December 14, 2012 by Helen Warrell
Outsourcing of court interpreting condemned
Justice ministers’ attempts to outsource court interpreting through a £42m contract with a private provider has resulted in “total chaos’’ while providing an “appalling” service, the spending watchdog has found.
A report published on Friday by the public accounts committee chastises the Ministry of Justice for its decision to award the interpreters’ contract to Applied Language Solutions – now owned by Capita – and not punishing the company for substandard delivery.
The department is accused of failing to question whether ALS could supply the required 1,200 specialist staff, when only 280 were available at the time the system went live in January. Given the staff shortages, the company was able to meet only 58 per cent of bookings against a target of 99 per cent. But so far, ALS has only been fined £2,200 for disrupted services and no penalties were levied at all during the first four months when the shortages were at their worst.
Margaret Hodge, chair of the committee, described the deal as a lesson in how not to contract a public service. “Almost everything that could go wrong did go wrong,” Ms Hodge said.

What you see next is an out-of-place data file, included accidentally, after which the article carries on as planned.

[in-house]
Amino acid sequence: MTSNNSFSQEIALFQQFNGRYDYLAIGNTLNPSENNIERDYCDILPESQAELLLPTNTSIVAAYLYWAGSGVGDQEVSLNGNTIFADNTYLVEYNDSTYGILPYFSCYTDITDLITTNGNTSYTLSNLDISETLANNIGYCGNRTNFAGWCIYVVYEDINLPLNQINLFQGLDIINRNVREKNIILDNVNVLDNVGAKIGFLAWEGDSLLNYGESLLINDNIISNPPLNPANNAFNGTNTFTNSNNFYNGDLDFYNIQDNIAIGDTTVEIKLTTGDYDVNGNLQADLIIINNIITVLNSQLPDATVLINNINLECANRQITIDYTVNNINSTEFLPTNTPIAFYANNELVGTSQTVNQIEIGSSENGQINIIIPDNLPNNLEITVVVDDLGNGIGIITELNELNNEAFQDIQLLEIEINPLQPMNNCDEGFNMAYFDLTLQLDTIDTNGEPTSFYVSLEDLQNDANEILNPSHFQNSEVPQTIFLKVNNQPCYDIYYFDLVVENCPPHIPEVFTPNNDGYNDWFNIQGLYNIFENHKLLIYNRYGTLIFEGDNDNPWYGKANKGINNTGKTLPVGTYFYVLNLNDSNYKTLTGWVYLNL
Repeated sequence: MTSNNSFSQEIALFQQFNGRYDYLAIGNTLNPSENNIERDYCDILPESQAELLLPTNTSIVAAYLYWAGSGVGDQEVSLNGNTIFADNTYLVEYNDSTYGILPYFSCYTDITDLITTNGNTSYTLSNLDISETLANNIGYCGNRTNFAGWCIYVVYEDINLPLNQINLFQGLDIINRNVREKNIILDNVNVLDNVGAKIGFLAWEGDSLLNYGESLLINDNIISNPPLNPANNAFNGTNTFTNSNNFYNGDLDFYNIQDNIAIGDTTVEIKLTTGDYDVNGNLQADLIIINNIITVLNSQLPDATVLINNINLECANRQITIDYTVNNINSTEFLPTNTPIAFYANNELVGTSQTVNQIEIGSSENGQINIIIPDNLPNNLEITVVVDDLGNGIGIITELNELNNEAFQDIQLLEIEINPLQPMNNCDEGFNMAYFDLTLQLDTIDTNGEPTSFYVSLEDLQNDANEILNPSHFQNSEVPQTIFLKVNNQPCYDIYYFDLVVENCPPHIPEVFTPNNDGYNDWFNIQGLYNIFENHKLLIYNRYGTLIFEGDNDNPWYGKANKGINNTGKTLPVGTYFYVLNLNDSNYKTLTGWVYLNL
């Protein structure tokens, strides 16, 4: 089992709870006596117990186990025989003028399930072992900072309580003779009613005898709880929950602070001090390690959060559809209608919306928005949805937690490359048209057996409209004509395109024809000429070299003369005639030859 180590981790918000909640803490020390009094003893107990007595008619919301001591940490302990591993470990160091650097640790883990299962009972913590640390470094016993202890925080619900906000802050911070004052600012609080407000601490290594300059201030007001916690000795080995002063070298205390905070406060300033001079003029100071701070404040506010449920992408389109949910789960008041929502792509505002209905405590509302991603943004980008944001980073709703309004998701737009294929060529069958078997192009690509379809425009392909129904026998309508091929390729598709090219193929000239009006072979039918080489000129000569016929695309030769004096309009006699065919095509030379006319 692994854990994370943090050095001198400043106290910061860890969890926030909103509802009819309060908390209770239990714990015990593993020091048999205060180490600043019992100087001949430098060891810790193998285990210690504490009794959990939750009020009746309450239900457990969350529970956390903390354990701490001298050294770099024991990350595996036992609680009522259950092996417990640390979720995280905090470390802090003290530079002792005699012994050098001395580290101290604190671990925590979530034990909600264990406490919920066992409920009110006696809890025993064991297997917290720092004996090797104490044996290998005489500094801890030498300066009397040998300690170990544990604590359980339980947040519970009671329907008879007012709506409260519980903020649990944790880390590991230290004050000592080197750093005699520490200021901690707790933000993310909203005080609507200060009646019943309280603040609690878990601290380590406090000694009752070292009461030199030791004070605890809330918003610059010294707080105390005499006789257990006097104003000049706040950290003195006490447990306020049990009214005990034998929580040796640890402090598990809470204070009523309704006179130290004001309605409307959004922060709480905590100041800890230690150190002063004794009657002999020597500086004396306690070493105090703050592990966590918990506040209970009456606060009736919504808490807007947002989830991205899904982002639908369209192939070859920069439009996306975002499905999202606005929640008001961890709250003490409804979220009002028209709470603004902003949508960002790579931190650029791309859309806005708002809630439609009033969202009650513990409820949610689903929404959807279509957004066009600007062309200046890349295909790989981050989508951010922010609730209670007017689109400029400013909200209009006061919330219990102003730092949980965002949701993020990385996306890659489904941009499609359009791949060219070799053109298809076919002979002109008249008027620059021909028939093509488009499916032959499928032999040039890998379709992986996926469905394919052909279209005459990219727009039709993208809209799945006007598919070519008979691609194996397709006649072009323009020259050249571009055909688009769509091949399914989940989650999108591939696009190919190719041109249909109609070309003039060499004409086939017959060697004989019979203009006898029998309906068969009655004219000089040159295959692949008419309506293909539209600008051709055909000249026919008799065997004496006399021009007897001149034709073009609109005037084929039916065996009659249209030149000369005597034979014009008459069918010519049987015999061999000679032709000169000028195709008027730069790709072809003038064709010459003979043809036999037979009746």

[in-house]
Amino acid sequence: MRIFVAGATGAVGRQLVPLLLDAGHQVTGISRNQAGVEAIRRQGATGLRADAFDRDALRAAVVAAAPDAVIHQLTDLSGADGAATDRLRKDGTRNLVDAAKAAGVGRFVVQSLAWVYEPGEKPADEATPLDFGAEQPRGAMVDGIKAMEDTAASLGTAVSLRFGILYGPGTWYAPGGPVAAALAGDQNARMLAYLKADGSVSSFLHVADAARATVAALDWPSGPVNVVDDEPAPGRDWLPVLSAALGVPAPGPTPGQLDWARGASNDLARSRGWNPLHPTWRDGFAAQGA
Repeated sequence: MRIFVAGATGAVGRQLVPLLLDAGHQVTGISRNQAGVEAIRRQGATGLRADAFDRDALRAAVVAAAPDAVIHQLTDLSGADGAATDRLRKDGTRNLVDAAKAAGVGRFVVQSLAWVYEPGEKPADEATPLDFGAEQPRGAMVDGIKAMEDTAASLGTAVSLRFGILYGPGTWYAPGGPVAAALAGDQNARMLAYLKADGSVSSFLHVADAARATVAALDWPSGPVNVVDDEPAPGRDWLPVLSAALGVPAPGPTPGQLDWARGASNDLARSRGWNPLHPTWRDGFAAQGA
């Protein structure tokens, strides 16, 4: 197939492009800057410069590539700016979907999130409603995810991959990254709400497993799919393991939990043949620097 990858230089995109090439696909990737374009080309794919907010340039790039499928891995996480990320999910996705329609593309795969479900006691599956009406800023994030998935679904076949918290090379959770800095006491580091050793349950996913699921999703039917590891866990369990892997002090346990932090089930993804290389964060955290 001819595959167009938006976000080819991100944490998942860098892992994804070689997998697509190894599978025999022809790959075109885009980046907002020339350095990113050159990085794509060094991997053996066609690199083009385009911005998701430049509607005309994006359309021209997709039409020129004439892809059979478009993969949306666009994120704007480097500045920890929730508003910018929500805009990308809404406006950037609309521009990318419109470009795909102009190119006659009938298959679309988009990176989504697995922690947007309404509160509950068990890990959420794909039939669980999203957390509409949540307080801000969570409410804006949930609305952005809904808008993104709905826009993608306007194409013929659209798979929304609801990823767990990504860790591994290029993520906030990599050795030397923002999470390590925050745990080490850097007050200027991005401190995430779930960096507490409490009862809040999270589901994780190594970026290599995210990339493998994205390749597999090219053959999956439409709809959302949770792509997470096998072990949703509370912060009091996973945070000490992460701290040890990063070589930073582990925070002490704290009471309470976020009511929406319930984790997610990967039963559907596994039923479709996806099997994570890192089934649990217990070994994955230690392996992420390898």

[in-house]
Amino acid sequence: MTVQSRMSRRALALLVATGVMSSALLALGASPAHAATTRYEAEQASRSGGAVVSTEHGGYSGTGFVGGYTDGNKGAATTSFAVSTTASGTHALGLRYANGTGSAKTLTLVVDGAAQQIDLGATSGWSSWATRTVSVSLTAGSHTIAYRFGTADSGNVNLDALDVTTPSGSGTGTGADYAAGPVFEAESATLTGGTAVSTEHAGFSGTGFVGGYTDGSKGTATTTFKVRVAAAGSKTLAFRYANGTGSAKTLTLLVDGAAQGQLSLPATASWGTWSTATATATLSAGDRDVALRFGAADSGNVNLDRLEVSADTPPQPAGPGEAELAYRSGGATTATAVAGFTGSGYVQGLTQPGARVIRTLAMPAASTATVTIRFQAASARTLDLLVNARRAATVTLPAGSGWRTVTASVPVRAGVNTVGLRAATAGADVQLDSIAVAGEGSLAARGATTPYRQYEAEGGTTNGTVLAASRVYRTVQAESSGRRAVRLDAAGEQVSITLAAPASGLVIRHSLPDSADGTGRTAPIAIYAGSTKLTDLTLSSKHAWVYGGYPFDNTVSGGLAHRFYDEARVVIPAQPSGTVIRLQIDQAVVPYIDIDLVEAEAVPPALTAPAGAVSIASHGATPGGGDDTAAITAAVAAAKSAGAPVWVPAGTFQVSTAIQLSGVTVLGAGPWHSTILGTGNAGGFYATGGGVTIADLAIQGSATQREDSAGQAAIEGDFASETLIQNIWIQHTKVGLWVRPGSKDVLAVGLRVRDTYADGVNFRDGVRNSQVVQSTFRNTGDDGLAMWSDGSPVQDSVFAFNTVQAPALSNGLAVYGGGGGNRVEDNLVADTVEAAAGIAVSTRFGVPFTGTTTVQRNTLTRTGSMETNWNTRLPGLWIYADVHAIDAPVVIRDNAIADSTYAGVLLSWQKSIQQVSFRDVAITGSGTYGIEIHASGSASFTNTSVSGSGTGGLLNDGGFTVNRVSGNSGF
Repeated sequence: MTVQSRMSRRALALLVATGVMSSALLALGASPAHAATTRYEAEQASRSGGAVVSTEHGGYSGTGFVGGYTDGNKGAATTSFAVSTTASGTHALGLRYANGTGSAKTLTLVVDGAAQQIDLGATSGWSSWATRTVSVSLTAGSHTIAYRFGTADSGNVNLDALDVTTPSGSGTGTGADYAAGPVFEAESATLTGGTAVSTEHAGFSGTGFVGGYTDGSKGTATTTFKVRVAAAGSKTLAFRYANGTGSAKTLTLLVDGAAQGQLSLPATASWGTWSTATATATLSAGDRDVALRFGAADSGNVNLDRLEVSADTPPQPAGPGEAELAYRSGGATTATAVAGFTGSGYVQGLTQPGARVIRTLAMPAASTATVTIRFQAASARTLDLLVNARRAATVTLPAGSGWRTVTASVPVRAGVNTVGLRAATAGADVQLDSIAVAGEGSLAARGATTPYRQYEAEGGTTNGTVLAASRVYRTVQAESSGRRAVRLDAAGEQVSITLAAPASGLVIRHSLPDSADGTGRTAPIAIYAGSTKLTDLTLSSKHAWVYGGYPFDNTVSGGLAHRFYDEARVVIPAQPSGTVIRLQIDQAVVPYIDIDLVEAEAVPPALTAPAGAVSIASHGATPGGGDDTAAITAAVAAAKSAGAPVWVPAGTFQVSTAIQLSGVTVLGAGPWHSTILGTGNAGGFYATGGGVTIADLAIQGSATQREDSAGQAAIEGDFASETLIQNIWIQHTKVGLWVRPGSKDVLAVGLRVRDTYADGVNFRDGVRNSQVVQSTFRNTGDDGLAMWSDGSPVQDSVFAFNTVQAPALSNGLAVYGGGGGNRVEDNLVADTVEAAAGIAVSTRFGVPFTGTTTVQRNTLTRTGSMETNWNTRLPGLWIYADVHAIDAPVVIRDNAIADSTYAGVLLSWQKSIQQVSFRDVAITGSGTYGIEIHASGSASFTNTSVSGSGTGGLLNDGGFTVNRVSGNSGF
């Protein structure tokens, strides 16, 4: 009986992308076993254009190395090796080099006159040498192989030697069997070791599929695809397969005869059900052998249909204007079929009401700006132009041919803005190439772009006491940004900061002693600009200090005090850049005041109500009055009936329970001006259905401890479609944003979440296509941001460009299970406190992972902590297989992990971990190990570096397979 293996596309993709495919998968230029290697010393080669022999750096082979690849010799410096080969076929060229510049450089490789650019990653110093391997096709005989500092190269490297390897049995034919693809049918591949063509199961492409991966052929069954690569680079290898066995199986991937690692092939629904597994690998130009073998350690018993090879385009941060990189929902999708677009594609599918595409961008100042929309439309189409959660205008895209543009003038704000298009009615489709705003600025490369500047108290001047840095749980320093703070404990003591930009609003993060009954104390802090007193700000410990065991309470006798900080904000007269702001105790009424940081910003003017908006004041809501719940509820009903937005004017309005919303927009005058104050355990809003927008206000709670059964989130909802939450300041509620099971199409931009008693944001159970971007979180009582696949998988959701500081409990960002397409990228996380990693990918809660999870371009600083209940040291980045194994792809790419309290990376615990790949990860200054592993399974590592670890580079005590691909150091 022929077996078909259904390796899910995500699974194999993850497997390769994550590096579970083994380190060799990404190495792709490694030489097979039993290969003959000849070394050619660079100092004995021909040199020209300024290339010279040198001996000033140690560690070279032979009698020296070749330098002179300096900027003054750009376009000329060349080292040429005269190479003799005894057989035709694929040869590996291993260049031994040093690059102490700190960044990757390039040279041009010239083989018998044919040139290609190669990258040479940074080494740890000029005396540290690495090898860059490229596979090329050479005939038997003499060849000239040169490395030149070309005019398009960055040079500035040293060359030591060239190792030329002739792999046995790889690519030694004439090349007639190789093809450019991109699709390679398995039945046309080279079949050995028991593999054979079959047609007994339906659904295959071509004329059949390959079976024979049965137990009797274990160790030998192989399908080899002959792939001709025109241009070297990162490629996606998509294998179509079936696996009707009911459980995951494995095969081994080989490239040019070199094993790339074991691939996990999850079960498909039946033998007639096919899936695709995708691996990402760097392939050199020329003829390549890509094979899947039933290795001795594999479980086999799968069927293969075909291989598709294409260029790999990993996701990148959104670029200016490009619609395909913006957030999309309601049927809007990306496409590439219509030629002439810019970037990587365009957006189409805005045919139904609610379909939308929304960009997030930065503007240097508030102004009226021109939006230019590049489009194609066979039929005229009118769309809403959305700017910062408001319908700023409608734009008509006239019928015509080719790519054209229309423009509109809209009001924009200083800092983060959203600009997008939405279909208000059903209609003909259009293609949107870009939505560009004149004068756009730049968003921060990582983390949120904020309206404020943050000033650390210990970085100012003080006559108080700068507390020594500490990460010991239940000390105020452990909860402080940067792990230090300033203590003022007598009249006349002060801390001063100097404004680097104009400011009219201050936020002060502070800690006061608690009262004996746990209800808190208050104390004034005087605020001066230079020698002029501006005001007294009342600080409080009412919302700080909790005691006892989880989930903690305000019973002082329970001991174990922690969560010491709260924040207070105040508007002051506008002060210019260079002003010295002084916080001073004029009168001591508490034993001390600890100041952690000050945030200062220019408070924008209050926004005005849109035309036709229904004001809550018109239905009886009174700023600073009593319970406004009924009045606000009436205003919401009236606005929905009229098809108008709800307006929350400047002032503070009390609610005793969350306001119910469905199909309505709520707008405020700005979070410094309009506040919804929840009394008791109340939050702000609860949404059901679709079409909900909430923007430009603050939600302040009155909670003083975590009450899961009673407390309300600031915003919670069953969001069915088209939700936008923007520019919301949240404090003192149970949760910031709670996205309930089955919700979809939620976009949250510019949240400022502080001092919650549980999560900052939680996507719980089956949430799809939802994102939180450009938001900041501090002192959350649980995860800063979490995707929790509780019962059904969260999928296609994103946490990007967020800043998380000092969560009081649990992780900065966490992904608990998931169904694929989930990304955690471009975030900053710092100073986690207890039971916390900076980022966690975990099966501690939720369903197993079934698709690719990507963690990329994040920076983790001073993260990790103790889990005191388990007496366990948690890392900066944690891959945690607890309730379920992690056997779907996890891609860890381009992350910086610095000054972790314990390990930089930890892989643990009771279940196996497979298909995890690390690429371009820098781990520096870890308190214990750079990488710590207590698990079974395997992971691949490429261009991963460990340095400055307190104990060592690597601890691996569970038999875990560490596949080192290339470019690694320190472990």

“Court officials have had to scramble to find qualified interpreters at short notice; there has been a sharp rise in delayed, postponed and abandoned trials; individuals have been kept on remand solely because no interpreter was available; and the quality of interpreters has at times been appalling,” she added.
Helen Grant, justice minister, responded that the department had “strong reasons” to change the old interpreter booking system, which the National Audit Office had judged to be inadequate in several ways.
“We have now seen a major improvement in performance – more than 95 per cent of bookings are now being filled, complaints have fallen dramatically and we are continuing to push for further improvement,” Ms Grant said.